The survey as study design has some limitations. Limited patient data could be collected. Therefore, we are not able to characterize the full epidemiology and clinical spectrum of the current pediatric iGAS wave. Although our survey used a convenience sample of hospitals, we feel the observed increase in iGAS is representative of the national situation, as we used the same hospitals as historical controls and our findings are in line with an increase in notifiable pediatric iGAS cases on a national level.3 This observation of iGAS surge in children in the Netherlands has implications for parents and clinicians and warrants increased vigilance for invasive disease. Early recognition and prompt initiation of therapy for children with iGAS infection may be life-saving. Future studies should focus on characterizing early predictive signs and symptoms and patient risk factors that predict a severe disease course. Moreover, further investigation should clarify whether the distribution of S. pyogenes strains has changed to more easily transmissible and/or more invasive emm-types and whether the increase in iGAS disease is also observed in more European countries.


Based on a rapid hospital-based survey, there are signs of a substantial surge in severe pediatric iGAS cases in the Netherlands since early 2022, some with fatal outcome that requires further evaluation. Clinicians and parents should be vigilant and aware of unusual pediatric presentations such as necrotizing fasciitis. Our findings urgently warrant future studies to investigate the full impact of iGAS in Europe post-COVID.


The authors thank the members of the Dutch Study Group on Invasive Group A Streptococcal Infections in Children for their ongoing support and work.


1. Dutch Society of Pediatrics (Nederlandse Vereniging voor Kindergeneeskunde). Communication: Increase in invasive group A streptococcal infections (“Toename invasieve infecties met groep A streptokokken”). 2022. Available at: Accessed August 25, 2022.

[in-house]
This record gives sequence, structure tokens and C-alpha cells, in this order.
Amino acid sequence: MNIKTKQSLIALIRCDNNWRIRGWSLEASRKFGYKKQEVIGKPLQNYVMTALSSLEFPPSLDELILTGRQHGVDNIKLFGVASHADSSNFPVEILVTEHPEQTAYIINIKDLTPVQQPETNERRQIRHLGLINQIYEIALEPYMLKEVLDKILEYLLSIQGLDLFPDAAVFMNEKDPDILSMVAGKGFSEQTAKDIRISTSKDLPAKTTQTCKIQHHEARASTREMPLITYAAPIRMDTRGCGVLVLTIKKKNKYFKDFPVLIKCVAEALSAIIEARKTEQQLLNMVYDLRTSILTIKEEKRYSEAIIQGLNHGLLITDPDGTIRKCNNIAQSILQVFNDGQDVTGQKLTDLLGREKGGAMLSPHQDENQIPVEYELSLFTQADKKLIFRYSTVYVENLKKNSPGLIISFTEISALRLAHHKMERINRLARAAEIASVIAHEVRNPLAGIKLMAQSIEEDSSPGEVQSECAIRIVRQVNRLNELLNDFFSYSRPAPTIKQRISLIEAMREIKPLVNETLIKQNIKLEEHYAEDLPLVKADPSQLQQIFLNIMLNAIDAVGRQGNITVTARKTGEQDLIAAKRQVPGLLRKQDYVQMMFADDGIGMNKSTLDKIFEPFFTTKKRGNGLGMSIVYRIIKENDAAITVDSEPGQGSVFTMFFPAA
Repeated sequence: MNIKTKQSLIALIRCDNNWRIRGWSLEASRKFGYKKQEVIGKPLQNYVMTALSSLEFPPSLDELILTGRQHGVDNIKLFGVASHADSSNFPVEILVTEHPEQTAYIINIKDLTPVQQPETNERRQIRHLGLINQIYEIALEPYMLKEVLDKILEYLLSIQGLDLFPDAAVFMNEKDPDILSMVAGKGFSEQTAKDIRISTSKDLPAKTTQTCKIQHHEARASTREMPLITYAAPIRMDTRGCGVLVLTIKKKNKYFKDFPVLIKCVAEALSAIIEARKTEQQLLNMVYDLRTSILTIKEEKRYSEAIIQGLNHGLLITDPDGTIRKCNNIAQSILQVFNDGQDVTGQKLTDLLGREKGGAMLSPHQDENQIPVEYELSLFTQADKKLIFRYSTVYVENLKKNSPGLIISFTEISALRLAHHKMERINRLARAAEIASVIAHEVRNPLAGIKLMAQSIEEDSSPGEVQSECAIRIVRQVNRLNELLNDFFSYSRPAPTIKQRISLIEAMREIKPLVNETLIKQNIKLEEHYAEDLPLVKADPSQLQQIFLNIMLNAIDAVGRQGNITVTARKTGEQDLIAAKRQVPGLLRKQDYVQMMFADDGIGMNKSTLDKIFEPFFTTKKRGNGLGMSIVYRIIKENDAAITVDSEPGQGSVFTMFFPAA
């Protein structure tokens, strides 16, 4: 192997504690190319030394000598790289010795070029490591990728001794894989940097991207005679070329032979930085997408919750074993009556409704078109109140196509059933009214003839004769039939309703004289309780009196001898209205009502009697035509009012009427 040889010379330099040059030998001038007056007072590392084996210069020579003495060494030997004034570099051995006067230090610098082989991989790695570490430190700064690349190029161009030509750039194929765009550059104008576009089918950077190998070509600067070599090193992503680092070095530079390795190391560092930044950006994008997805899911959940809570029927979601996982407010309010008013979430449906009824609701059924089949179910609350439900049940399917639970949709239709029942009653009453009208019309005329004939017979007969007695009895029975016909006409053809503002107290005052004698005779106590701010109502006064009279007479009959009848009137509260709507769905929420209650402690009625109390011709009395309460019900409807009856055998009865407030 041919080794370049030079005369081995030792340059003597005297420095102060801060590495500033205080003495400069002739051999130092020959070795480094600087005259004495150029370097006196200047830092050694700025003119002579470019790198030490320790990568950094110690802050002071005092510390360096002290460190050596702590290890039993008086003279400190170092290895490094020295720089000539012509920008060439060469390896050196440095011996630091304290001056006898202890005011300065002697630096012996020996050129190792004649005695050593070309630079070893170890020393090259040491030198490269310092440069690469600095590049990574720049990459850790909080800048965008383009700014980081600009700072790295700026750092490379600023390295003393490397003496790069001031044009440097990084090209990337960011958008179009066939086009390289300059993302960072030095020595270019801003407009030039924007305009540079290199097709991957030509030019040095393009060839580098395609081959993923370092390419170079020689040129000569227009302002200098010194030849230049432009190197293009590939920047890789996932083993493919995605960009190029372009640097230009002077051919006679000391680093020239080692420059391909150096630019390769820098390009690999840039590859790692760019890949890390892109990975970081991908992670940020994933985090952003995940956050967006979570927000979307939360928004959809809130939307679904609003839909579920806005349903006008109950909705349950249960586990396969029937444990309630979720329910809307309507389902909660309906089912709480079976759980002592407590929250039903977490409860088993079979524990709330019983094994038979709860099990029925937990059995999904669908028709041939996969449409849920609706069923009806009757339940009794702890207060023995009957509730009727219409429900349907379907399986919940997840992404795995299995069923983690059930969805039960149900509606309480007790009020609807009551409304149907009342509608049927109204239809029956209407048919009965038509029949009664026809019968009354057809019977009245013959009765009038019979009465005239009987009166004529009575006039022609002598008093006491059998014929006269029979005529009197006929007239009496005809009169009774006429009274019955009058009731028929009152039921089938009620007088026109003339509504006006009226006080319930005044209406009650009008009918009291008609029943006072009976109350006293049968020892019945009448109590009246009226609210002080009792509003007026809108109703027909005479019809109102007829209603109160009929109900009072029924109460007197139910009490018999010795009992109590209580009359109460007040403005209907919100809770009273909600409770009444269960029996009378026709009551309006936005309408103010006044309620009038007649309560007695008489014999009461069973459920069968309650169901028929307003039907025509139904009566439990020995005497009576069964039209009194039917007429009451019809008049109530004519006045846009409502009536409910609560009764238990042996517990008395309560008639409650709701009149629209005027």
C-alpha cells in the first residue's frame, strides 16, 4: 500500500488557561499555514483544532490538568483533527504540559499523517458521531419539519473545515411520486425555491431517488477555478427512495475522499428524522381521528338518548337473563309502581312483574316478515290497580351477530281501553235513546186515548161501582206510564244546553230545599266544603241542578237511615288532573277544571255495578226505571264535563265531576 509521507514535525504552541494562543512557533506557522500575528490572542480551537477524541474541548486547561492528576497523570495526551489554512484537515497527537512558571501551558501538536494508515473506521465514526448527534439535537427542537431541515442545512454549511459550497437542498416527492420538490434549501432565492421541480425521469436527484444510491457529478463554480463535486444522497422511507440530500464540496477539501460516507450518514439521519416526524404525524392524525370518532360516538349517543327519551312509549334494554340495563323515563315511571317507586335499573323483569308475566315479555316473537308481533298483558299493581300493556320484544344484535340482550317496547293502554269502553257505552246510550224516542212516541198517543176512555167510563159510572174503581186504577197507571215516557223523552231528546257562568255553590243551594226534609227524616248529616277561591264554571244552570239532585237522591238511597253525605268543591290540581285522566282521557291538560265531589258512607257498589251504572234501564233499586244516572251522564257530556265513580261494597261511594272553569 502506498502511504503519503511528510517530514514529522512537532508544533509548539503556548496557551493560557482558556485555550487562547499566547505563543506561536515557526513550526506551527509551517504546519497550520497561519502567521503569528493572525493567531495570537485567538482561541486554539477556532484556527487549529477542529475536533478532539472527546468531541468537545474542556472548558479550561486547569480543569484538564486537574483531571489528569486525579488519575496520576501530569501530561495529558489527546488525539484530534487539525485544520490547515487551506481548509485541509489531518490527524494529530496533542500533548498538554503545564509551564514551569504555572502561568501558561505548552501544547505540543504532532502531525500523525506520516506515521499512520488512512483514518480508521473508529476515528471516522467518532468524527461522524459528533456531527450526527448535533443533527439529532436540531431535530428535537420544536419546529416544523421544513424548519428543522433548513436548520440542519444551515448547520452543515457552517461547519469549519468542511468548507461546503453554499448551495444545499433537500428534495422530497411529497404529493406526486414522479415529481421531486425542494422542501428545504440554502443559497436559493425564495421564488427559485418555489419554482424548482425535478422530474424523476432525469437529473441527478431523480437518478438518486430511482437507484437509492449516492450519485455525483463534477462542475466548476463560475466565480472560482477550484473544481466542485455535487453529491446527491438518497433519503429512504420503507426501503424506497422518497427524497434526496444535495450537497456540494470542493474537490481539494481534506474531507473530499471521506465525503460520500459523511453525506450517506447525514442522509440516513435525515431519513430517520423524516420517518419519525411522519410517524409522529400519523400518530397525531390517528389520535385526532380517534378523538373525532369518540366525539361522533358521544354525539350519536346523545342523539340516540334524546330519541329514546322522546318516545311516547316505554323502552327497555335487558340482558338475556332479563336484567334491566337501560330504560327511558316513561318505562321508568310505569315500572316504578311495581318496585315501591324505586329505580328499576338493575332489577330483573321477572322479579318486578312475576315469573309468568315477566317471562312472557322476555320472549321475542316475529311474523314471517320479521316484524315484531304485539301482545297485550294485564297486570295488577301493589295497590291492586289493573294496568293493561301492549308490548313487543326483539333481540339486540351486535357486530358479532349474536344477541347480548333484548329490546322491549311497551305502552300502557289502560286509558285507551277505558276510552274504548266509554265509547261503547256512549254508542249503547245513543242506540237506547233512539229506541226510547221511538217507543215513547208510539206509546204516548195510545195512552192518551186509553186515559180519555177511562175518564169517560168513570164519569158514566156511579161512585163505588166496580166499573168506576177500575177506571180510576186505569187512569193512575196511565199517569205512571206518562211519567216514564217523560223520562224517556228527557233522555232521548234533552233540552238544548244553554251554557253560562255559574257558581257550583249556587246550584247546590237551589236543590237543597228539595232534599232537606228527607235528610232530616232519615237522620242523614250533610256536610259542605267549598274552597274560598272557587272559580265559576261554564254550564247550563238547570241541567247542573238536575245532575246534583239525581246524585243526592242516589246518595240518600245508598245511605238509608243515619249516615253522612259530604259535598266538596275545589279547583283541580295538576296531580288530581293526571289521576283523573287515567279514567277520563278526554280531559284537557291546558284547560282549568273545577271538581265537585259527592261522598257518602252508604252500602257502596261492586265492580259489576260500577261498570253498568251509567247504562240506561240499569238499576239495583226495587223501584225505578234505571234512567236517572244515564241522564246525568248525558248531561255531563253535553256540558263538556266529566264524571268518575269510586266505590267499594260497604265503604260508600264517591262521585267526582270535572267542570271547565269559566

2. Dutch College of General Practitioners (Nederlands Huisartsen Genootschap). Communication: Increase in invasive group A streptococcal infections mainly in young children (Toename invasieve infecties groep A streptokokken vooral bij jonge kinderen). 2022. Available at: Accessed August 25, 2022.
3. De Gier B, de Beer-Schuurman I, de Melker H, et al. Abstract 511: Increase in invasive Streptococcus pyogenes disease among young children and adults, the Netherlands, March - July 2022. Proceedings of 2022 European Scientific Conference on Applied Infectious Disease Epidemiology (ESCAIDE 2022) 2022, 23-25 November 2022, Stockholm, Sweden. 214. Available at: Accessed December 7, 2022.
4. Gauguet S, Ahmed AA, Zhou J, et al. Group A streptococcal bacteremia without a source is associated with less severe disease in children. Pediatr Infect Dis J. 2015;34:447–449.
5. Boeddha NP, Atkins L, de Groot R, et al. Group A streptococcal disease in paediatric inpatients: a European perspective [published online ahead of print November 30, 2022]. Eur J Pediatr. doi:10.1007/s00431-022-04718-y.
6. Tapiainen T, Launonen S, Renko M, et al. Invasive group A Streptococcal infections in children: a nationwide survey in Finland. Pediatr Infect Dis J. 2016;35:123–128.
7. Government UK. Research and analysis: Group A streptococcal infections: report on seasonal activity in England, 2022 to 2023. UK Health Security Agency. 2022. Available at: Accessed December 7, 2022.
8. Cohen R, Pettoello-Mantovani M, Somekh E, et al. European pediatric societies call for an implementation of regular vaccination programs to contrast the immunity debt associated to coronavirus disease-2019 pandemic in children. J Pediatr. 2022;242:260–261.e3.
9. Netherlands Institute for Health Services Research (NIVEL). Nivel primary care Database - Surveillance Bulletin week 46 2022 (Nivel Zorgregistraties eerste lijn - Surveillance Bulletin week 46 2022). 2022. Available at: Accessed December 7, 2022.
10. Netherlands Institute for Health Services Research (NIVEL). Communication: Increase in chicken-pox in children possible catch-up effect after coronayears (“Toename waterpokken bij kinderen mogelijk inhaaleffect na coronajaren”). 2022. Available at: Accessed December 7, 2022.

child; epidemiology; invasive group A Streptococcus; outcome; Streptococcus pyogenes

Supplemental Digital Content